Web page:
Rooms on view: SIDA’s exhibitions, 1953-1986
From its inception, the Society of Interior Designers of Australia (SIDA) used exhibition rooms as an effective marketing and education tool. The ‘rooms’ were each designed by an individual SIDA member as an idealised space often for a named personality.
Such shows were not new to Sydney, but they were the first with the main aim of elucidating the work and professionalism of a group of interior designers practicing in Sydney, rather than promoting products and trade. They were popular, with estimates of visitors of over 1000 per day attending venues in major Sydney department stores and home centres.
The rooms had particular appeal in the post war era of home construction and furnishing, fulfilling for the visitor both a practical and aspirational need. Home makers looked for trends, consumers dreamed about how they might furnish given unlimited budgets, potential clients previewed designers’ work and visitors speculated on how the celebrity subjects might live in their lavish rooms. The press loved them and gave pages over to pictures and profiles of the designers and their subjects. Whether realistic or experimental, these exhibitions exposed thousands of viewers to the work of Australian designers and SIDA’s message of expertise and professionalism.
SIDA’s first exhibition in 1953 at the Woollahra Arts Centre probably came about because members’ skills made it a good vehicle for promotion. George Korody already had significant exhibition design experience in Europe.1 Marion Best and Margaret Lord2 had also staged rooms locally in the 1940s and several members listed exhibition design as their specialty in the catalogue. The first exhibition set the tone for the serious new society: the catalogue emphasised the members’ training, professionalism and independence as well as answering such questions as ‘What are interior designers and how do they work?’ and ‘If I use an interior designer, will my home look like me?’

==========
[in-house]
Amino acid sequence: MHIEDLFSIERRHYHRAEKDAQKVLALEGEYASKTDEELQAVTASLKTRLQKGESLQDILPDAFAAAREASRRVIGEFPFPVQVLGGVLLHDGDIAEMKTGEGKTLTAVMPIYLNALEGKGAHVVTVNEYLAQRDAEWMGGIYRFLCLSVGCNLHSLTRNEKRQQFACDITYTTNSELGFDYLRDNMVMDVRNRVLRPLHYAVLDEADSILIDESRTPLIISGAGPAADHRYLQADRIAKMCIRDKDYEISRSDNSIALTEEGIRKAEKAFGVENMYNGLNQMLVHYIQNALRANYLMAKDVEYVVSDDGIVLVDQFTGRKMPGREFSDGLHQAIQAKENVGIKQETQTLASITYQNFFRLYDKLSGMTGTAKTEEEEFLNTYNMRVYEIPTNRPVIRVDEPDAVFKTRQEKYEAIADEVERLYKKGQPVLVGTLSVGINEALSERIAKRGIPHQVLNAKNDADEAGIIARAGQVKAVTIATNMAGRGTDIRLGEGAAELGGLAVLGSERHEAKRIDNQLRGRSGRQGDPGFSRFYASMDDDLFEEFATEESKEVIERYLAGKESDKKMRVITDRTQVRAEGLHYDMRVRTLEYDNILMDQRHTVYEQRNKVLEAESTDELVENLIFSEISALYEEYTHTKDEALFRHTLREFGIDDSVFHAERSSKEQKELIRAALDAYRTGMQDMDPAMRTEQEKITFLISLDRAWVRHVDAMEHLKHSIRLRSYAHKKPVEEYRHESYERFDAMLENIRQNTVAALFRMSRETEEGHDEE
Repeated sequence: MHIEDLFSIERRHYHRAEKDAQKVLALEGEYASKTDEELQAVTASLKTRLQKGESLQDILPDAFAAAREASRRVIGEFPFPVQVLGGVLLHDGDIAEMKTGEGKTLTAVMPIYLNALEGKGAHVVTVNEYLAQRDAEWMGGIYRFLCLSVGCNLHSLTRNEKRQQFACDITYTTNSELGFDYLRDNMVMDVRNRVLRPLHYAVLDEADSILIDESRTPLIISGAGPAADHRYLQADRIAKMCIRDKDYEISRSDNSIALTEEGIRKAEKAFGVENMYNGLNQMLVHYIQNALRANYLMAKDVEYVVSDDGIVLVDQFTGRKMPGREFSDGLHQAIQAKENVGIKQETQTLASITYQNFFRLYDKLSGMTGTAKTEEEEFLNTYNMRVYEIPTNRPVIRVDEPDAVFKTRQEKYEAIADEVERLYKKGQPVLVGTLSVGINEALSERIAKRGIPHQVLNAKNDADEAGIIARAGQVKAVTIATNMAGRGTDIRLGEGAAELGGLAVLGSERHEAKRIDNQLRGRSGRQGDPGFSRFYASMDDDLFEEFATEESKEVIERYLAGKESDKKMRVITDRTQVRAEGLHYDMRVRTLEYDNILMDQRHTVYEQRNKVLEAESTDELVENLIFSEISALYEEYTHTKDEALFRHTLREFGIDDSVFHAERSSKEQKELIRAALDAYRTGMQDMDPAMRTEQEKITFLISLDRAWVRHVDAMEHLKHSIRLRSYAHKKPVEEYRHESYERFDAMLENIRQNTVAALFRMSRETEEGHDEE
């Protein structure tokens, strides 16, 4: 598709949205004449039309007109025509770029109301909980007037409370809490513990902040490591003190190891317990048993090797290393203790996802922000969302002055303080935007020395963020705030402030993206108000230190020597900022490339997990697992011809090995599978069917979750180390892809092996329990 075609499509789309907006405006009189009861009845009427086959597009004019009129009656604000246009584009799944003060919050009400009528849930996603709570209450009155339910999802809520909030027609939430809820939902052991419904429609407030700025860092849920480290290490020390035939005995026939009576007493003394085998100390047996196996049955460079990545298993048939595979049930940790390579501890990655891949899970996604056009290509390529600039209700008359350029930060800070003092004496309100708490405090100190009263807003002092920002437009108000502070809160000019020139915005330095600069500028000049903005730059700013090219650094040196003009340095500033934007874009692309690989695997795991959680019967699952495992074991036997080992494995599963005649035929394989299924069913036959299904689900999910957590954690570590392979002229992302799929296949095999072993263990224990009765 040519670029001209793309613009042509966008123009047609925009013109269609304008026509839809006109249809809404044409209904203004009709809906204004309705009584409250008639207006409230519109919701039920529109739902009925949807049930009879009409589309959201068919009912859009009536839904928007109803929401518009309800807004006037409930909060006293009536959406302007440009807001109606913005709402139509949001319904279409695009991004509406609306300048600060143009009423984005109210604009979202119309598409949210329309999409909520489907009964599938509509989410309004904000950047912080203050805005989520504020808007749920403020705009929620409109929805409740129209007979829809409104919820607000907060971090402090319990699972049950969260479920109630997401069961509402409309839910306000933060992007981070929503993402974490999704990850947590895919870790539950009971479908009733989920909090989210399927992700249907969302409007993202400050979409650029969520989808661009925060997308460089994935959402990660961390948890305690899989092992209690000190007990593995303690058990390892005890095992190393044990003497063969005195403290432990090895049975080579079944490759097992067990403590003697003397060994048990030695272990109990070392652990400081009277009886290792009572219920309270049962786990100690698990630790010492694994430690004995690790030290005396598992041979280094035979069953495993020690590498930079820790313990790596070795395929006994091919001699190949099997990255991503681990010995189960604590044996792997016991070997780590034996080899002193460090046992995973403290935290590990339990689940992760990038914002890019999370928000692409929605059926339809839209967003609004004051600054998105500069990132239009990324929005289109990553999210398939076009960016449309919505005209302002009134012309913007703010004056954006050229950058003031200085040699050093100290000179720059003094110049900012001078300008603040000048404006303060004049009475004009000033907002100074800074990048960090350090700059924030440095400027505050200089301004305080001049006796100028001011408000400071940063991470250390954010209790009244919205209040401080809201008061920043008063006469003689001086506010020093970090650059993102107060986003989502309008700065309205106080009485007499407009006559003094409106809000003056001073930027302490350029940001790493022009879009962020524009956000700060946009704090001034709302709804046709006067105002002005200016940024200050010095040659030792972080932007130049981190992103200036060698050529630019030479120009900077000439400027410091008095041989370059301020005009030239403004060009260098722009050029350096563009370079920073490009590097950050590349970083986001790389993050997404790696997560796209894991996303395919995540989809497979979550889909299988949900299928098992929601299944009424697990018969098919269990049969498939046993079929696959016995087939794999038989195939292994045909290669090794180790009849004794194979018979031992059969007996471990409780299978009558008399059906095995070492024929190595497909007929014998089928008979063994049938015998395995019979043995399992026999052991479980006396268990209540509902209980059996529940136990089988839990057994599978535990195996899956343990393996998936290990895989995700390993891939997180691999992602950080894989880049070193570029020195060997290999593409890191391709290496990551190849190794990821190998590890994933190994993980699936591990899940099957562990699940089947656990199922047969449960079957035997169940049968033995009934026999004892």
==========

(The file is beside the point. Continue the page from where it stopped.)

The show included photographs and drawings to illustrate how a designer worked, models and renderings by East Sydney Tech students and flowers by Hera Roberts. A range of styles was represented including room settings by traditionalists Ruth Sloane, Cecily Adams and Stuart Low, as well as modern interiors by George Korody and Bruce Tebbutt. SIDA produced the show independently and rooms were imaginary spaces such as ‘Living Room of Today’. A ground breaking room by Marion Best, listed as a ‘Contemporary Study’ but ever after referred to as ‘The White Room’, was reported in the press as ‘electrifying’. The room ensured the success of the society’s launch, ‘really making the city sit up and take notice.’3
SIDA’s success saw them move to a bigger venue, Taubmans Galleries at North Sydney,4 for their 1955 exhibition. Little is known of this show though a highlight was Marion Best’s 12 x 9“setting for a living room. Best collaborated with artist Dora Sweetapple and Gordon Andrews created a dining table hanging on brass slings from the ceiling. A recent trip to the Milan Design Triennale in 1954 powerfully influenced all three in their use of colour and suspension. Once again, the press were intrigued and the exhibition rooms garnered publicity for the society.5